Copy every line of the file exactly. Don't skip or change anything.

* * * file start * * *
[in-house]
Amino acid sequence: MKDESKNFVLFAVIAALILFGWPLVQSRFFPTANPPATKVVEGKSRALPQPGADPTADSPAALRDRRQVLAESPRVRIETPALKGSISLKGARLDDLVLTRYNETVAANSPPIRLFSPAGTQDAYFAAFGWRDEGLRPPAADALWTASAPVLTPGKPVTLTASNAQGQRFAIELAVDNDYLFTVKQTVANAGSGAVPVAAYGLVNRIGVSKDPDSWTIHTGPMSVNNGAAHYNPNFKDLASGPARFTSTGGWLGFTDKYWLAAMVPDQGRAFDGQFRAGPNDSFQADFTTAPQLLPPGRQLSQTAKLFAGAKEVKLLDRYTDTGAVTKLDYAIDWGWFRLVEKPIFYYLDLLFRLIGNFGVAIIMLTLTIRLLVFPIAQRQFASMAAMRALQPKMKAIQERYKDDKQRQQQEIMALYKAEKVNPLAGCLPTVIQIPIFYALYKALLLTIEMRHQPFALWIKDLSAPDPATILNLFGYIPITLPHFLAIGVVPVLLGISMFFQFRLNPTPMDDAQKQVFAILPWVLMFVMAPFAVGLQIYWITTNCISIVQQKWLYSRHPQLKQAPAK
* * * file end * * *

[in-house]
Amino acid sequence: MKDESKNFVLFAVIAALILFGWPLVQSRFFPTANPPATKVVEGKSRALPQPGADPTADSPAALRDRRQVLAESPRVRIETPALKGSISLKGARLDDLVLTRYNETVAANSPPIRLFSPAGTQDAYFAAFGWRDEGLRPPAADALWTASAPVLTPGKPVTLTASNAQGQRFAIELAVDNDYLFTVKQTVANAGSGAVPVAAYGLVNRIGVSKDPDSWTIHTGPMSVNNGAAHYNPNFKDLASGPARFTSTGGWLGFTDKYWLAAMVPDQGRAFDGQFRAGPNDSFQADFTTAPQLLPPGRQLSQTAKLFAGAKEVKLLDRYTDTGAVTKLDYAIDWGWFRLVEKPIFYYLDLLFRLIGNFGVAIIMLTLTIRLLVFPIAQRQFASMAAMRALQPKMKAIQERYKDDKQRQQQEIMALYKAEKVNPLAGCLPTVIQIPIFYALYKALLLTIEMRHQPFALWIKDLSAPDPATILNLFGYIPITLPHFLAIGVVPVLLGISMFFQFRLNPTPMDDAQKQVFAILPWVLMFVMAPFAVGLQIYWITTNCISIVQQKWLYSRHPQLKQAPAK